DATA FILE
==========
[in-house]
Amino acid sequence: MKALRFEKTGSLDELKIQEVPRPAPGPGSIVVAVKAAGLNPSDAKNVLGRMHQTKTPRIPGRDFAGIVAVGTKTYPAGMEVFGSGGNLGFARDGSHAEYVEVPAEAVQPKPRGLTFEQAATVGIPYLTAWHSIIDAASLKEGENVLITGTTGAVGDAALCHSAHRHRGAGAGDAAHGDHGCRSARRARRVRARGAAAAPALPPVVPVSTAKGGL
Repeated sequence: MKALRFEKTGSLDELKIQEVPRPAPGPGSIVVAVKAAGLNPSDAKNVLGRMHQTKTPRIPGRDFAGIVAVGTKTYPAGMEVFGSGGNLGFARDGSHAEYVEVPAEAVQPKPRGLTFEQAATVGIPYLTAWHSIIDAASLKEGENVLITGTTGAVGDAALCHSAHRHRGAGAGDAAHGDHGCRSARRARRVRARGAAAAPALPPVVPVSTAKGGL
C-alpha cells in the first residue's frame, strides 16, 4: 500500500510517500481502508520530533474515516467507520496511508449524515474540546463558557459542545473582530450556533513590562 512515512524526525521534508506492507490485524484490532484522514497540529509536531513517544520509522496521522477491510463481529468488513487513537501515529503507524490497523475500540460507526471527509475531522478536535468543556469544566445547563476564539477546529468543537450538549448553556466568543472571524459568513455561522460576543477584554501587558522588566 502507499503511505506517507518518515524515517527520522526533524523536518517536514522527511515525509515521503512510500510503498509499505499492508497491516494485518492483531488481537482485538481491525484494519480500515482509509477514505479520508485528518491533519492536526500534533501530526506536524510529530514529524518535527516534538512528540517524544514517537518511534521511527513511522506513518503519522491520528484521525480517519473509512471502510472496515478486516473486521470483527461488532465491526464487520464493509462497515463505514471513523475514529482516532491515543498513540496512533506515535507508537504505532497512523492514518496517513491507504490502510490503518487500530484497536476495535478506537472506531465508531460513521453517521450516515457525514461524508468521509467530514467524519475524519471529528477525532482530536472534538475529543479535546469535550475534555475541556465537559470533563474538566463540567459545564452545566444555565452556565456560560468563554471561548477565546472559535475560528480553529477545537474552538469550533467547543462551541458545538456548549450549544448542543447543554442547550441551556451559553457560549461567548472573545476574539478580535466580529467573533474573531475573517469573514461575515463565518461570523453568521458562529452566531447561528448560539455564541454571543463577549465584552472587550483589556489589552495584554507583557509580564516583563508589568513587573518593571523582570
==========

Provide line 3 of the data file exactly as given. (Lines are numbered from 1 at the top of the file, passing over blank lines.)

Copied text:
Repeated sequence: MKALRFEKTGSLDELKIQEVPRPAPGPGSIVVAVKAAGLNPSDAKNVLGRMHQTKTPRIPGRDFAGIVAVGTKTYPAGMEVFGSGGNLGFARDGSHAEYVEVPAEAVQPKPRGLTFEQAATVGIPYLTAWHSIIDAASLKEGENVLITGTTGAVGDAALCHSAHRHRGAGAGDAAHGDHGCRSARRARRVRARGAAAAPALPPVVPVSTAKGGL